Free advice is worth exactly what?
Posted on May 9th, 2011
About once a week, P falls asleep in the afternoon and wakes up around 9. Then she stays up til midnight (or last week’s 01:30). It’s miserable. I hate it.
People say, “Why don’t you just wake her up?” and I laugh, because there is no waking this child until she’s ready. Even daycare had a hell of a time rousing her, and that was in a chaotic and crazy classroom.
Today, she fell asleep at 4. This wasn’t unexpected, since we didn’t sleep well last night and we were up early. In an effort to guarantee sleep tonight, I took her on not one, but two excursions. She almost melted down in front of the grocery store, but recovered, and then I walked her home. We were both grumpy, but OK.
So faced with the peacefully sleeping child, knowing the chances were good she’d be up at 1 AM, I then I compounded my error by doing something crazy stupid: I ignored my instincts and I tried to wake her up. I tickled. I played the recorder. I bribed with food.
All I succeeded in doing was rousing her long enough for her to throw a screaming, irrational, mostly wordless (except for shrieks of “Go away! Go away!”) tantrum (like those of the early months of 3-years-old), where she tried to kick me (and succeeded many times). And then I went in the other room (read: bathroom, the only room with a door) for a few minutes, and when I came out, she was asleep again – and I now had a migraine.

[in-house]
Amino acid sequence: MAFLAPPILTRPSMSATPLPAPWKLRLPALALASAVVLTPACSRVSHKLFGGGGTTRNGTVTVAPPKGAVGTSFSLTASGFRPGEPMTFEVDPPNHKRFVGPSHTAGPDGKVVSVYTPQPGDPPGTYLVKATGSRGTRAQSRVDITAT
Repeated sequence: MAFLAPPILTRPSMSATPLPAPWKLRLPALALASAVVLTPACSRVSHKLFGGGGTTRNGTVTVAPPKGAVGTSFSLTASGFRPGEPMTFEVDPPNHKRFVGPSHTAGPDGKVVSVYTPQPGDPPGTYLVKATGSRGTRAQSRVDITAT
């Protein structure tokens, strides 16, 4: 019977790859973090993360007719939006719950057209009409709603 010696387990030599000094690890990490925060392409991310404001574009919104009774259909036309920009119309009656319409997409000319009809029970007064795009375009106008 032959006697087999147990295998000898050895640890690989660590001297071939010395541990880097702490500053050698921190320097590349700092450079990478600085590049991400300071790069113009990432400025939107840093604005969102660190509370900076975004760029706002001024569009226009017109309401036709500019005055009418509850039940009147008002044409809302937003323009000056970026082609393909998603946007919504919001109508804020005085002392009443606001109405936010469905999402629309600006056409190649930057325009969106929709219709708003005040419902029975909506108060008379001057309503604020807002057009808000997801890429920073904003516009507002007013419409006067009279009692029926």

So. Today’s lesson is that free advice is worth what you pay for it. I know my kid better than that, and I shouldn’t have attempted it. It was a stupid move.
UPDATE: She woke me up at 2. And at 4. (When I confused her and made coffee – then went back to bed.) And 4:45. And 5:30. And 6. I’d gone to bed at 9:30-ish, so honestly, even though I’m struggling to keep my eyes open right now, all I can think is “it could have been so much worse.”